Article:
No business owner wants to be faced with an IRS audit, and some may never have to, but if you receive a tax audit notice, follow these five tips from Surgent.

  1. Most IRS audits are correspondence audits, as opposed to those at an IRS office or a field audit. The IRS is typically seeking proof to support a position taken on the return. Don’t ignore the tax audit notice and timely respond to the IRS deadlines with any relevant cancelled checks, etc. This type of audit can usually be handled without the assistance of a tax professional. If you are selected for a field audit at your place of business or asked to come into an IRS office, it is best to have an accountant or lawyer represent you.
  2. As simple as this sounds, have a copy of the return you filed with the IRS. Remember Section 6107 only requires your tax preparer to keep a copy of your return OR a list of the returns prepared for basically three years. You, therefore, should not rely on the preparer to have a copy of your return if and when you are audited. It is best to make sure you retain a copy when the return is initially filed or you may find yourself trying to get a copy from the IRS.
  3. Prepare for the audit by identifying complete and accurate records substantiating each item of income and expense.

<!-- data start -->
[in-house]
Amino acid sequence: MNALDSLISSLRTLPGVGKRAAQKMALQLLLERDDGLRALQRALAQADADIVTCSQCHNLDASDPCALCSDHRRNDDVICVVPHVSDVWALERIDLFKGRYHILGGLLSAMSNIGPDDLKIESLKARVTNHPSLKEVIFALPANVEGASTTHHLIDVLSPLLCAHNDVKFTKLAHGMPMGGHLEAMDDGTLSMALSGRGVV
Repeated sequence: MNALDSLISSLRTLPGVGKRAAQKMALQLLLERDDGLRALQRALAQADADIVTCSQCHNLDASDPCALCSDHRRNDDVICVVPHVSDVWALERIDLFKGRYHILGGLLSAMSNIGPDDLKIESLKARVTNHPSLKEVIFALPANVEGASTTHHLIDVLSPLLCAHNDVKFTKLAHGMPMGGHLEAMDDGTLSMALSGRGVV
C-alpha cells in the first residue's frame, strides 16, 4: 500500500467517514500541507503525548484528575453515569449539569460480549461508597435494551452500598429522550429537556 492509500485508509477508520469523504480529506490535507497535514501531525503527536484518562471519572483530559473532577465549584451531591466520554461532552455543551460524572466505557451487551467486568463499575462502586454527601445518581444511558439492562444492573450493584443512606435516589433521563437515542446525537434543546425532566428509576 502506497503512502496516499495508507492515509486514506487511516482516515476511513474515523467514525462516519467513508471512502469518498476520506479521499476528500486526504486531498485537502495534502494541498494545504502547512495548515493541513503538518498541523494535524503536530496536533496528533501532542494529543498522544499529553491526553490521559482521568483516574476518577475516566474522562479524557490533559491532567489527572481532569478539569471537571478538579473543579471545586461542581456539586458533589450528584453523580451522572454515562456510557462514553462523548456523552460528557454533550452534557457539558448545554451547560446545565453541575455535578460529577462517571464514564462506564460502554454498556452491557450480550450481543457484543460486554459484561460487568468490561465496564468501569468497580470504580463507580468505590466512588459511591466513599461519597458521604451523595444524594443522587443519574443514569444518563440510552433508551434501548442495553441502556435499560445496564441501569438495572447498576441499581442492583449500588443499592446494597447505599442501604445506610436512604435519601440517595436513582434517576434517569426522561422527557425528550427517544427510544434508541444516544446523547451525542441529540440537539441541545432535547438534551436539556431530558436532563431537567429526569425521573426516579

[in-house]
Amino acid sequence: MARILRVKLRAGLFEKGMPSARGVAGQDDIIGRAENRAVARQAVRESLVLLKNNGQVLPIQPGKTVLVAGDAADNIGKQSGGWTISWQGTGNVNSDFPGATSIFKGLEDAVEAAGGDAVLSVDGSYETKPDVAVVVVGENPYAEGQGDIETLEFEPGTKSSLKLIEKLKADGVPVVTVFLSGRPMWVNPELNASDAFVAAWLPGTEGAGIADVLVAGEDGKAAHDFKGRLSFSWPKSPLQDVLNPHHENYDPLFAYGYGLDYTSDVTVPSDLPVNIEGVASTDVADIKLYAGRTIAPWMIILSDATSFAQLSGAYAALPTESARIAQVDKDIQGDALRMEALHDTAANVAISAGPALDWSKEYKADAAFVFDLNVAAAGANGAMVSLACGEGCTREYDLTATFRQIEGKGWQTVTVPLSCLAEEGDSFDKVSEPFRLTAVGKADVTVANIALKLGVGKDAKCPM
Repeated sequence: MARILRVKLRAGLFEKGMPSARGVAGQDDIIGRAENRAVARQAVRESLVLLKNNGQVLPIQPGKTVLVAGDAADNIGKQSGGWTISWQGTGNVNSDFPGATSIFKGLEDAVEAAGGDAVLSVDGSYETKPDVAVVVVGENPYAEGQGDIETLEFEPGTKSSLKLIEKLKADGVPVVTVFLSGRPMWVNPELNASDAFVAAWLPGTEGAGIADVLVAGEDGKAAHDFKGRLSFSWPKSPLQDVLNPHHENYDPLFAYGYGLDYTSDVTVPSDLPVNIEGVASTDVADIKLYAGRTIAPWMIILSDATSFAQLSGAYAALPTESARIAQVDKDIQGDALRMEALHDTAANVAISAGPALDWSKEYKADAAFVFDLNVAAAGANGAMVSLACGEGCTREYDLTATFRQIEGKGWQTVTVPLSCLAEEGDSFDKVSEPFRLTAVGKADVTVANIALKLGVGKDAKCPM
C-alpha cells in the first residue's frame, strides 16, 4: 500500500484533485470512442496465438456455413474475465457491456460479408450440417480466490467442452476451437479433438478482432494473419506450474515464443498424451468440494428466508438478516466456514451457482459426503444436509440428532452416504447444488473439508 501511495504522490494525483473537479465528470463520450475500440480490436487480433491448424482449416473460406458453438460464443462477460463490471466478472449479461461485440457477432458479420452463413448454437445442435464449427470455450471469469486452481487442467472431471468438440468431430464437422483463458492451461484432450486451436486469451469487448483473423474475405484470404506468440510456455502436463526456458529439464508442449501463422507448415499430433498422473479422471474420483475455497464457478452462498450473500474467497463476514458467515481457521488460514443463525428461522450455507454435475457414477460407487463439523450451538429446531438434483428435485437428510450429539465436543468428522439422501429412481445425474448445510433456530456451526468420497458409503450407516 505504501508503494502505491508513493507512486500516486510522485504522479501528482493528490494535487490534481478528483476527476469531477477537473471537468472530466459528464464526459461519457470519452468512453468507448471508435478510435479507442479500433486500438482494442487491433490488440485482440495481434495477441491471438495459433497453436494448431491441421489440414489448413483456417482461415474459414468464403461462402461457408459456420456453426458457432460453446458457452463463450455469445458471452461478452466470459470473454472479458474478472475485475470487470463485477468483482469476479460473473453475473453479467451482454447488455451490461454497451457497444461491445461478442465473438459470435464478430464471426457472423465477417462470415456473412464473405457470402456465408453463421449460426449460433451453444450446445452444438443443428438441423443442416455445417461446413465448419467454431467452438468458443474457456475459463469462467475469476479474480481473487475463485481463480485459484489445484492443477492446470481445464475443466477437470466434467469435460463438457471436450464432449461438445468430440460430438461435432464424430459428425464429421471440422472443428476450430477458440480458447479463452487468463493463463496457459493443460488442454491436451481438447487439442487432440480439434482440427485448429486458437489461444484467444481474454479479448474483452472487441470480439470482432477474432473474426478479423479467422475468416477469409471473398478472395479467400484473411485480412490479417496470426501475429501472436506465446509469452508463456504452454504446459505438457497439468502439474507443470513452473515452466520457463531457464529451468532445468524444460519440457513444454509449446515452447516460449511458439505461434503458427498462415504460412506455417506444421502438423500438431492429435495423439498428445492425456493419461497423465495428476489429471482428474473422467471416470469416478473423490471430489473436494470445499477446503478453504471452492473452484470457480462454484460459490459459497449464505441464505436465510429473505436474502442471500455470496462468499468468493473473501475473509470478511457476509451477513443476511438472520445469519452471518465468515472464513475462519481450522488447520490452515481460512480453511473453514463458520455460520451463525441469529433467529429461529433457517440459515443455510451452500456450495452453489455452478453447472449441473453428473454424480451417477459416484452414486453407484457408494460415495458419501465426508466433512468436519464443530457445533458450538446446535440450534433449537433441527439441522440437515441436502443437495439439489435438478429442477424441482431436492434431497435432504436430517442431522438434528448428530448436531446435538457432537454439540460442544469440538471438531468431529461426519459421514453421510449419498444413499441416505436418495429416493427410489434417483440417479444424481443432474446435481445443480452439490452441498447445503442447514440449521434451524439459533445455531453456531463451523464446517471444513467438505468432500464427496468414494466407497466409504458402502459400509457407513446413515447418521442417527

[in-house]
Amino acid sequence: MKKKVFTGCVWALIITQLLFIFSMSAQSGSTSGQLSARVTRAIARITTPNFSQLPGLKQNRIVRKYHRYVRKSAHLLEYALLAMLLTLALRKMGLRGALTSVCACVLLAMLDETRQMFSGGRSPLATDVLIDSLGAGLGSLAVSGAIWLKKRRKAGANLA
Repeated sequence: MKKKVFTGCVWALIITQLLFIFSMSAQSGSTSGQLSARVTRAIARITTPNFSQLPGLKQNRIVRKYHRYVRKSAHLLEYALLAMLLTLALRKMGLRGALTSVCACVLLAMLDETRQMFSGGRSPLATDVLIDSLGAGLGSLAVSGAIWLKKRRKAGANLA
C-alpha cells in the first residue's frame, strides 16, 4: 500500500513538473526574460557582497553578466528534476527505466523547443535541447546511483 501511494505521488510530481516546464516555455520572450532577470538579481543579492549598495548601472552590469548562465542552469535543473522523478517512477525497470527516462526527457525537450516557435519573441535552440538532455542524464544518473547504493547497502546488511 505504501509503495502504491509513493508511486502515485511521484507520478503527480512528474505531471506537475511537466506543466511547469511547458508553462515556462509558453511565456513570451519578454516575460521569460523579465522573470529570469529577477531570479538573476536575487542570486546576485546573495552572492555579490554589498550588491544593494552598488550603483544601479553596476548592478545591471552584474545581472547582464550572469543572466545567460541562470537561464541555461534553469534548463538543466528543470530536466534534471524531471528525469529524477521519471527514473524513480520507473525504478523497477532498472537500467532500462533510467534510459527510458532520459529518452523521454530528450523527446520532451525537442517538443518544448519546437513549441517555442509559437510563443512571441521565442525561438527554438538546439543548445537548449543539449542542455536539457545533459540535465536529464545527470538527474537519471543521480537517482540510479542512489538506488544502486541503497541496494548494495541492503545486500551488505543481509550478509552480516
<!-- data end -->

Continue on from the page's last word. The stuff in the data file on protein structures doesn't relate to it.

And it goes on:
4. Remember that the audit presents a time when a taxpayer can submit substantiation for expenses not previously claimed on the return. If for example, a taxpayer inadvertently omitted a deduction, its inclusion unless time-barred will usually be permitted at audit.
  5. Again, seriously consider hiring a pro. Hiring an accountant or attorney to represent you is usually a wise choice. Filing Form 2848, Power of Attorney and Declaration of Representative, authorizes the individual chosen to represent you at audit.

Nick Spoltore is Director of Tax & Advisory Content for Surgent Professional Education. Mr. Spoltore is a graduate of the University of Notre Dame and of Delaware Law School.  Before joining Surgent Professional Education, Nick practiced tax and business law at the firm of Heaney, Kilcoyne in Pennsylvania and also in Delaware.

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